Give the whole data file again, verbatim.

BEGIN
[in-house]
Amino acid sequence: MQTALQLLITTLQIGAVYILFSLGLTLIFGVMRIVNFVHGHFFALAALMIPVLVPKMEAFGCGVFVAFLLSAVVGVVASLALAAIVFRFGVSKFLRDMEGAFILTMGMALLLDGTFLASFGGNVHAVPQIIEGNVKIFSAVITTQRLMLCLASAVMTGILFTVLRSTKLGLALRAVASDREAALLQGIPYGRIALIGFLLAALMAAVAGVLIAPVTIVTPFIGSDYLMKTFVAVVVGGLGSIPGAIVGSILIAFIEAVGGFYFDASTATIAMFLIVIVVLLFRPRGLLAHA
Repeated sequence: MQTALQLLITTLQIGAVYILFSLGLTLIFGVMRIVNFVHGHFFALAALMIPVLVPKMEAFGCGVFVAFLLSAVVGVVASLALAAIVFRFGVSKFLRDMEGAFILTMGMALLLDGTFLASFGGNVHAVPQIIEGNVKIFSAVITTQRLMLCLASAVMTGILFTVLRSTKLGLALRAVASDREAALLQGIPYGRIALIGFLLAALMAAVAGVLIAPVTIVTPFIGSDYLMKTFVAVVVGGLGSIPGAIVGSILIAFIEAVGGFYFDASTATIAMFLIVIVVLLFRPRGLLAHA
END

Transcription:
[in-house]
Amino acid sequence: MQTALQLLITTLQIGAVYILFSLGLTLIFGVMRIVNFVHGHFFALAALMIPVLVPKMEAFGCGVFVAFLLSAVVGVVASLALAAIVFRFGVSKFLRDMEGAFILTMGMALLLDGTFLASFGGNVHAVPQIIEGNVKIFSAVITTQRLMLCLASAVMTGILFTVLRSTKLGLALRAVASDREAALLQGIPYGRIALIGFLLAALMAAVAGVLIAPVTIVTPFIGSDYLMKTFVAVVVGGLGSIPGAIVGSILIAFIEAVGGFYFDASTATIAMFLIVIVVLLFRPRGLLAHA
Repeated sequence: MQTALQLLITTLQIGAVYILFSLGLTLIFGVMRIVNFVHGHFFALAALMIPVLVPKMEAFGCGVFVAFLLSAVVGVVASLALAAIVFRFGVSKFLRDMEGAFILTMGMALLLDGTFLASFGGNVHAVPQIIEGNVKIFSAVITTQRLMLCLASAVMTGILFTVLRSTKLGLALRAVASDREAALLQGIPYGRIALIGFLLAALMAAVAGVLIAPVTIVTPFIGSDYLMKTFVAVVVGGLGSIPGAIVGSILIAFIEAVGGFYFDASTATIAMFLIVIVVLLFRPRGLLAHA